As Joseph Antos, a scholar at the American Enterprise Institute put it, Clinton has designed "a reasonably clever way to prove that the private sector doesn't work and have the government swoop in on a white horse. ... [She's] not jumping immediately to a single-payer system -- politically, that's a smart move -- [but] indirectly."

Antos and others contend that Clinton's proposed requirements that insurance companies cover everyone who wants a policy ("guaranteed issue") and charge everyone the same premium regardless of health, age or pre-existing medical conditions ("community rating") will hugely raise the price of private insurance, giving an advantage to her government-run insurance plan.

At a forum last week sponsored by the Kaiser Family Foundation, Clinton said, "We're going to change the way insurance companies do business in America. Right now, [they] spend $50 billion a year trying to figure out how not to cover people. Well, I'm going to save them a fortune and a whole lot of time because the new policy is, no more discrimination, period."

Clinton's $50 billion figure seems to encompass all underwriting, marketing and administrative costs for the insurance industry. She said government programs were far more efficient, but neglected to note that insurance companies provide services like disease management that public plans don't.

Various studies show that several states that have imposed guaranteed-issue and community rating requirements in the past ultimately repealed them after insurance companies dropped coverage and quit selling in the states.

Other studies document that public satisfaction with Canada's single-payer system is low because of long waits for diagnostic tests and surgery. Canada's Supreme Court overruled the government's ban on private insurance.
Kondracke's got a couple things wrong. First of all, Canadians are more satisfied than Americans on their healthcare, and only 8 percent say they'd prefer to switch to the U.S. system.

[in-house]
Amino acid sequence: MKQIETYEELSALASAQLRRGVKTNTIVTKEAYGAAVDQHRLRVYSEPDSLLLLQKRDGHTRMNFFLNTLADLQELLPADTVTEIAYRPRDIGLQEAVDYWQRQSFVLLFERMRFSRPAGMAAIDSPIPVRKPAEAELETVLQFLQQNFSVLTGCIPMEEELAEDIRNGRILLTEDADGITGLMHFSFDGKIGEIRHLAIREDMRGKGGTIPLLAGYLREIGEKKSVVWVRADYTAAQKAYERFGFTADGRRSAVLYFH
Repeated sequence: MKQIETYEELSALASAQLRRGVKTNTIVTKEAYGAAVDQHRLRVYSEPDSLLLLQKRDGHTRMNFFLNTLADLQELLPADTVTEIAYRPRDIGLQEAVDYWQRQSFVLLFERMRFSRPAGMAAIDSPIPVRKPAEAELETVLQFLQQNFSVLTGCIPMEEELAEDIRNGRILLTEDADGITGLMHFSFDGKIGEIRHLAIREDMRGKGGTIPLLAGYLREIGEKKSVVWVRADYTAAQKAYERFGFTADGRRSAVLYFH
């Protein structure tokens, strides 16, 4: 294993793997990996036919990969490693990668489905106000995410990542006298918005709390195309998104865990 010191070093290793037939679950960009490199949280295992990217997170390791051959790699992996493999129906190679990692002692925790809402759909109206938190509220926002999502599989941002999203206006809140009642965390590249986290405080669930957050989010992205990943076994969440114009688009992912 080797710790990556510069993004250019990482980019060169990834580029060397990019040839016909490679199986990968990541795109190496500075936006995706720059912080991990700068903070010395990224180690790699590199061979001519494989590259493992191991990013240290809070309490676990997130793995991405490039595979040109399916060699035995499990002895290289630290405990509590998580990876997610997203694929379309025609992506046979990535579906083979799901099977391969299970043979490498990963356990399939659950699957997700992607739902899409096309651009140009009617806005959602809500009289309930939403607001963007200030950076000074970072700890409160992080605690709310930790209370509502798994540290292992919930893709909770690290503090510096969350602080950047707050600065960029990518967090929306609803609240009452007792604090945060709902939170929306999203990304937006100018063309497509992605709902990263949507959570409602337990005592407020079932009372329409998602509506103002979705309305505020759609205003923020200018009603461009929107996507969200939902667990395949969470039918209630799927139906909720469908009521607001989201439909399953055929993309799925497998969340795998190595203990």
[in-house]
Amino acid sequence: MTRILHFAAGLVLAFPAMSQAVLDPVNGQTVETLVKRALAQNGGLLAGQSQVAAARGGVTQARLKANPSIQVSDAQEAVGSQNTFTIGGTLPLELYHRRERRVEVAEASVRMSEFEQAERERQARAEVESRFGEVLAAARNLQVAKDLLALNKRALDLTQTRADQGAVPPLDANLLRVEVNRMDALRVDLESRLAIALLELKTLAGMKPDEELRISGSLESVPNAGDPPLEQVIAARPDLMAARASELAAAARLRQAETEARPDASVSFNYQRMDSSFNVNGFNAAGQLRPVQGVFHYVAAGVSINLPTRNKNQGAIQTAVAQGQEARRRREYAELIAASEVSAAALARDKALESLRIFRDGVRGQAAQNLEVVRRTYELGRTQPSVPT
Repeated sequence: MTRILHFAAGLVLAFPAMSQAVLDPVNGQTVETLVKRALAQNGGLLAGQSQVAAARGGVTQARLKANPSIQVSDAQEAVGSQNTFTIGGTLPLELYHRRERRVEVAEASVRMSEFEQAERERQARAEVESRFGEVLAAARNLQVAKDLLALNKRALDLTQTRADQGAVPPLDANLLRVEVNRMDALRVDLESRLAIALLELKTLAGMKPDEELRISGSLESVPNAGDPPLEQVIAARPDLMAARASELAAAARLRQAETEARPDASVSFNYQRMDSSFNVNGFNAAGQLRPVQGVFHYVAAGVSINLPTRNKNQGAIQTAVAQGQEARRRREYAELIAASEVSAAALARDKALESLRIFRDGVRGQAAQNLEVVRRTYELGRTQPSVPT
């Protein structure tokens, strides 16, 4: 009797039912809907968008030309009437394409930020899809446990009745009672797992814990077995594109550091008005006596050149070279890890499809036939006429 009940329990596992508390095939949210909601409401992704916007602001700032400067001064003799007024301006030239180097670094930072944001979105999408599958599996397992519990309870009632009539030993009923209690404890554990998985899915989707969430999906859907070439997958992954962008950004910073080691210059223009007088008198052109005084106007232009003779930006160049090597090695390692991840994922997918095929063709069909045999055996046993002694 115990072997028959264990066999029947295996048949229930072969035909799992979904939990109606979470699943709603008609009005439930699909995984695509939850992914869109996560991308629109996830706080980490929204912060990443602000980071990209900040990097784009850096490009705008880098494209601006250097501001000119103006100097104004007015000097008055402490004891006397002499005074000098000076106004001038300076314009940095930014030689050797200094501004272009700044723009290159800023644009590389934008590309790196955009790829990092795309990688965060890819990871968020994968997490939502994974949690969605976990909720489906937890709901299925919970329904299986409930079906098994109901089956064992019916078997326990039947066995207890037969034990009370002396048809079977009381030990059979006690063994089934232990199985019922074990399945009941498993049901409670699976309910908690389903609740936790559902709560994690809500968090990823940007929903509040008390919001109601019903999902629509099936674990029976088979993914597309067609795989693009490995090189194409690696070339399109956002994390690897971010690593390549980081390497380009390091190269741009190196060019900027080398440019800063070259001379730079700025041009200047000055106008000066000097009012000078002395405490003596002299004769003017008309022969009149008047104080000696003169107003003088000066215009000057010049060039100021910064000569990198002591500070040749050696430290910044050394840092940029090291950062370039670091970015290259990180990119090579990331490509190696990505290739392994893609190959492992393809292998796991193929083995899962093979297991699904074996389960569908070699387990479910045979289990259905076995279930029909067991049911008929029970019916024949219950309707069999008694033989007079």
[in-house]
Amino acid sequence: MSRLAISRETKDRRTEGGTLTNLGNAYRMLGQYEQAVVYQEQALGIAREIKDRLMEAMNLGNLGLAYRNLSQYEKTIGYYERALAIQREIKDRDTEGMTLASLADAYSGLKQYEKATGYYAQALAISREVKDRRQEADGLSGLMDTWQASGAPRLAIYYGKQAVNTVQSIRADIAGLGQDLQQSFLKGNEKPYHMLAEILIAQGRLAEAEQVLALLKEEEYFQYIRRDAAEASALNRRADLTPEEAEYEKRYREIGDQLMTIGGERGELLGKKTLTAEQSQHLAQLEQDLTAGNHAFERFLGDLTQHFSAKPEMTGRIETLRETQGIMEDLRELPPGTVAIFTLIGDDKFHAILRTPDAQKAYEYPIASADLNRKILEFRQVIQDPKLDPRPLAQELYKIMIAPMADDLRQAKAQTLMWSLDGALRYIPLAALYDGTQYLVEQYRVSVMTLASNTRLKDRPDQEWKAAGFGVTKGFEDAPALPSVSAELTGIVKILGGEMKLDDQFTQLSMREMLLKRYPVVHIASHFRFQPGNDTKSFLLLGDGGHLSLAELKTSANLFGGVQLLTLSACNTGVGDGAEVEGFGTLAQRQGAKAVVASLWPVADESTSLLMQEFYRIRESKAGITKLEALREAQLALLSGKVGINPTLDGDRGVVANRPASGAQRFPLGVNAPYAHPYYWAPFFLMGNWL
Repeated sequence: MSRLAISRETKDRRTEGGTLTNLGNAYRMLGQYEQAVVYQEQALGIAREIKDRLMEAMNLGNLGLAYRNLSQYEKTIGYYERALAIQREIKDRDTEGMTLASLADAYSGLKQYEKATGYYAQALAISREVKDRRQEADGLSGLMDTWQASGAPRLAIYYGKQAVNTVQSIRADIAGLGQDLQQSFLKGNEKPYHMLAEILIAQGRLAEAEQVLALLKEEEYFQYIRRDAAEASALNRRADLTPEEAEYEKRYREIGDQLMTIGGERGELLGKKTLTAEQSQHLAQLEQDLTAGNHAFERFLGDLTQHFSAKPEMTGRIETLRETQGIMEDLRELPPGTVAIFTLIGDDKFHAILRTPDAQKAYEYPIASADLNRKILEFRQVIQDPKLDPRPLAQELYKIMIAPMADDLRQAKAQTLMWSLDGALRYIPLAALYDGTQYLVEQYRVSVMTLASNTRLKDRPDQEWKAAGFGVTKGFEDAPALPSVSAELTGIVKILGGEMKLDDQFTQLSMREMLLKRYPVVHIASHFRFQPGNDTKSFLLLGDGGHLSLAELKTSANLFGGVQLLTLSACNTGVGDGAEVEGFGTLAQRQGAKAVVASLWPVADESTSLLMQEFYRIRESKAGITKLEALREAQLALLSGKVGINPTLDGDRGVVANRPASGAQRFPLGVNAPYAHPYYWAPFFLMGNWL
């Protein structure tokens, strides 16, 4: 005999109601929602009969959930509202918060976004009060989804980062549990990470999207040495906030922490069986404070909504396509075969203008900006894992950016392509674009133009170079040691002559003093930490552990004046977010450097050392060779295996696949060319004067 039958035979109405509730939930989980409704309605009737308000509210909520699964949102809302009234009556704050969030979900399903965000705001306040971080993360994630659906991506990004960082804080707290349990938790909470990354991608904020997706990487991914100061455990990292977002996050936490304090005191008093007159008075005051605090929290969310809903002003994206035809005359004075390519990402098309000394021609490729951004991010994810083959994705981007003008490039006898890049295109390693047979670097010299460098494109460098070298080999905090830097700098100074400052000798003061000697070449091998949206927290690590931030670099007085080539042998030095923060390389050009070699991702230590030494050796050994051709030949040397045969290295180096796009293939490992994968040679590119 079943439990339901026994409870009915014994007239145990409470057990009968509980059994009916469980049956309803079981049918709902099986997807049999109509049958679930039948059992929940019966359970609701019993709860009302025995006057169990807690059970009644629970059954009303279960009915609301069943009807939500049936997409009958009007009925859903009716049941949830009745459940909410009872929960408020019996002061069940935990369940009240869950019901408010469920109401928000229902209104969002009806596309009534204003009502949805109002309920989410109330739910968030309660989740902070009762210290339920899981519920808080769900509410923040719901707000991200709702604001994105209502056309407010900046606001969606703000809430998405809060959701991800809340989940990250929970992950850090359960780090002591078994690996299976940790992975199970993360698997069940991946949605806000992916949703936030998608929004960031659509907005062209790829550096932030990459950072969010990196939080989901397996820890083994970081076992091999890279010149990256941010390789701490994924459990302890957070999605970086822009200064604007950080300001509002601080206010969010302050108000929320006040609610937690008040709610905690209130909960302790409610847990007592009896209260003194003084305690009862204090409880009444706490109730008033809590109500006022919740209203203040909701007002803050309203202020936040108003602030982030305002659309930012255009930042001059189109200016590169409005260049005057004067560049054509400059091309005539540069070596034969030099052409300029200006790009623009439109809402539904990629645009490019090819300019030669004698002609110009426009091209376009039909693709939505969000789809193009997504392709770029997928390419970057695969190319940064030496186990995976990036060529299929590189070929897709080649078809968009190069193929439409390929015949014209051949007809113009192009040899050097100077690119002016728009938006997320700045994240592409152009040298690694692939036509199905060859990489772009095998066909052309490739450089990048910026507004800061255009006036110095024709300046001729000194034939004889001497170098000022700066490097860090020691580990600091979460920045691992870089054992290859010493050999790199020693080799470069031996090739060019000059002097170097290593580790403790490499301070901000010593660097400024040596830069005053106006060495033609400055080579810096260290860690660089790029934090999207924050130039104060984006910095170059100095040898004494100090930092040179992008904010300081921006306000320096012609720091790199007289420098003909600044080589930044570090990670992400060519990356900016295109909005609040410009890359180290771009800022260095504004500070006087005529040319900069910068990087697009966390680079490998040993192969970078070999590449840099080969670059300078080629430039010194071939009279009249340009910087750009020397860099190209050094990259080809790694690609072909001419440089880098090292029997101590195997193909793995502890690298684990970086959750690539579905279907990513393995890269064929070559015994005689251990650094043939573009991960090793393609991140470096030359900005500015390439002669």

Second of all, disease management? Disease management is something our private insurance system does well? What?

According to Wikipedia, disease management concerns itself with coronary heart disease, kidney failure, hypertension, heart Failure, obesity, diabetes, asthma, cancer, arthritis, depression, and other common ailments. Exactly the kinds of chronic conditions that American health plans cherry pick against.

Most if not all of these ailments are managed far better in Canada and other universal healthcare nations. Far too often an HMO's management consists of making insurance coverage unaffordable and then, once a person drops coverage, no other insurance plan being willing to take that person on. And in any case, disease management would of course be part of public plans — even today. Because they're a function of the providers. Whether it's the VA or a physician getting paid through Medicare — or even an HMO being paid through Medicare — providers either do a good job or not of disease management. Because there's continuity of care in, for instance, France, disease management is done better than we can manage.

I'm not a regular reader of Roll Call. Who knew it was funded by lobbyists? Makes sense, though. Someone's got to pay the bills.

Conscience of a liberal

Paul Wellstone died with his wife, daughter, and campaign aides five years ago today, in a plane crash disturbingly reminiscent of the crashes used to kill South American progressives who wouldn't go along with the corporate program.